• Atlanta

Rules of Origin Changes Could Impact Industrial Market

By Matt Jarratt, Senior Associate of Cushman & Wakefield’s Industrial Tenant Representation Practice

As officials from the U.S., Canada and Mexico review the North American Free Trade Agreement (NAFTA) Rules of Origin, the commercial real estate industry is awaiting a potential change, particularly in the industrial sector. The Rules of Origin dictate how much of a particular product must be manufactured within the U.S., Canada or Mexico.

The U.S. auto industry could be significantly impacted if Rules of Origin requirements are altered. According to Reuters, auto companies are siding with Mexico and Canada regarding Rules of Origin as the Trump administration’s mission, led by U.S. Trade Representative Robert Lighthizer, pushes for increased United States-specific origin for parts and components. “The United States had an autos and auto parts trade deficits of $74 billion with Mexico and $5.6 billion with Canada, both major components of overall U.S. goods trade deficits with its North American neighbors,” wrote Reuters. Currently, companies are required to meet a 62.5 percent content requirement for autos and 60 percent for components.

In late September, the Trump administration released a study on the decline in U.S.-manufactured content included in goods imported from Mexico and Canada. According to the study, U.S.-produced content in manufactured imports from Mexico was 16 percent in 2011, down from 26 percent in 1995, and content in imports from Canada fell from 21 percent in 1995 to 15 percent in 2011.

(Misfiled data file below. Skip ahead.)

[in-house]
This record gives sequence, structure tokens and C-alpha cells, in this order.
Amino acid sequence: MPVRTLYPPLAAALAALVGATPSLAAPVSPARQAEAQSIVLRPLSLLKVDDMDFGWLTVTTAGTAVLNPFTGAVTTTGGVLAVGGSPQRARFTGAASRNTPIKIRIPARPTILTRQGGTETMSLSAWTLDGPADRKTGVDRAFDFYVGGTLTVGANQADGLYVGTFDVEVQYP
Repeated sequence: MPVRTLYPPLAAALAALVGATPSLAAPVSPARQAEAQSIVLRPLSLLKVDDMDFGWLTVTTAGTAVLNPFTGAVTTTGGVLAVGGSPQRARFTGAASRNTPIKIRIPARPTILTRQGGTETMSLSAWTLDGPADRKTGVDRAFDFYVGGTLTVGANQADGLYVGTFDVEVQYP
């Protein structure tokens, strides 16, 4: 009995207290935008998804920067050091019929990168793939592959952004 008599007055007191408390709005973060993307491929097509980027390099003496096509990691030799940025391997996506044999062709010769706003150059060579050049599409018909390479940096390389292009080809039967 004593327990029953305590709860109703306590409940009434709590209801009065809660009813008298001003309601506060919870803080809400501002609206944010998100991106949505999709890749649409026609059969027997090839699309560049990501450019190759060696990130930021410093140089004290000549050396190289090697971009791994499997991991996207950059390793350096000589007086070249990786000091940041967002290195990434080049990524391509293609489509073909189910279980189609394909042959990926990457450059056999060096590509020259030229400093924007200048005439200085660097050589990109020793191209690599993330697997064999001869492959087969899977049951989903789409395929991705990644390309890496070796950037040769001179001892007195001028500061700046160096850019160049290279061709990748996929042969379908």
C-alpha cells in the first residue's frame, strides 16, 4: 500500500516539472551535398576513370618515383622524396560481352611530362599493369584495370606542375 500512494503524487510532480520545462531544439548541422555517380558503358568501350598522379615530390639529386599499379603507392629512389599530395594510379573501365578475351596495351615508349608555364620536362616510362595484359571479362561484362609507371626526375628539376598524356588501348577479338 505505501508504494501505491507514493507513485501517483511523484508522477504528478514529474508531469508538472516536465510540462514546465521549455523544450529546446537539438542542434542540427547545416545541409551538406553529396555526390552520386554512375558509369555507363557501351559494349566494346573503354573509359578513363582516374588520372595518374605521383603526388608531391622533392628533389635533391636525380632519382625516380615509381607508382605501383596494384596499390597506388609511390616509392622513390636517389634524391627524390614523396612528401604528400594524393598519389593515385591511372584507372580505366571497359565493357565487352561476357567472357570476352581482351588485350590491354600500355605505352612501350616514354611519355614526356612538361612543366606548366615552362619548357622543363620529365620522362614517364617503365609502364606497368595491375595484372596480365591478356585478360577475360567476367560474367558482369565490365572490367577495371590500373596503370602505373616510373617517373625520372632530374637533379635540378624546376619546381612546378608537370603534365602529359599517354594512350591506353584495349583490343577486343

If the requirement is increased, it would necessitate a U.S. increase in skilled labor and industrial space to meet manufacturers’ demands. Manufacturers will rely on full-service commercial real estate firms with the ability to assist with site selection/strategy, incentives negotiation, project management and more to find or construct the perfect space to attract and retain skilled workers across the country. Given the skilled labor market in the U.S. is tighter – and often more expensive – than our continental neighbors’, it’s important that real estate and location selection make a positive impact on attraction and retention of top U.S. workers.

With round four of negotiations wrapping up, three more rounds of negotiations are anticipated through December with hopes for a deal to be settled in early 2018.

  • Atlanta

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